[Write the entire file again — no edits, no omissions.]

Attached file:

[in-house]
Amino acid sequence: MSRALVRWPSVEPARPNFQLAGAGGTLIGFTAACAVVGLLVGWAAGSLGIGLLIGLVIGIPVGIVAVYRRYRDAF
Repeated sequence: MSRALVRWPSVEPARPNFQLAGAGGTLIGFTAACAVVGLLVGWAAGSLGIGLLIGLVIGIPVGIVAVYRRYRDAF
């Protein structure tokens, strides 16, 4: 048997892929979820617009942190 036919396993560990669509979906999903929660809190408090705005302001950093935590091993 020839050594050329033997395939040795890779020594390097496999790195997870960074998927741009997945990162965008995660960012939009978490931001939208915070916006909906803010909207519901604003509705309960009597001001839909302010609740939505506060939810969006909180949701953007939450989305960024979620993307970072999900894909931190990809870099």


[in-house]
Amino acid sequence: MSRALVRWPSVEPARPNFQLAGAGGTLIGFTAACAVVGLLVGWAAGSLGIGLLIGLVIGIPVGIVAVYRRYRDAF
Repeated sequence: MSRALVRWPSVEPARPNFQLAGAGGTLIGFTAACAVVGLLVGWAAGSLGIGLLIGLVIGIPVGIVAVYRRYRDAF
């Protein structure tokens, strides 16, 4: 048997892929979820617009942190 036919396993560990669509979906999903929660809190408090705005302001950093935590091993 020839050594050329033997395939040795890779020594390097496999790195997870960074998927741009997945990162965008995660960012939009978490931001939208915070916006909906803010909207519901604003509705309960009597001001839909302010609740939505506060939810969006909180949701953007939450989305960024979620993307970072999900894909931190990809870099």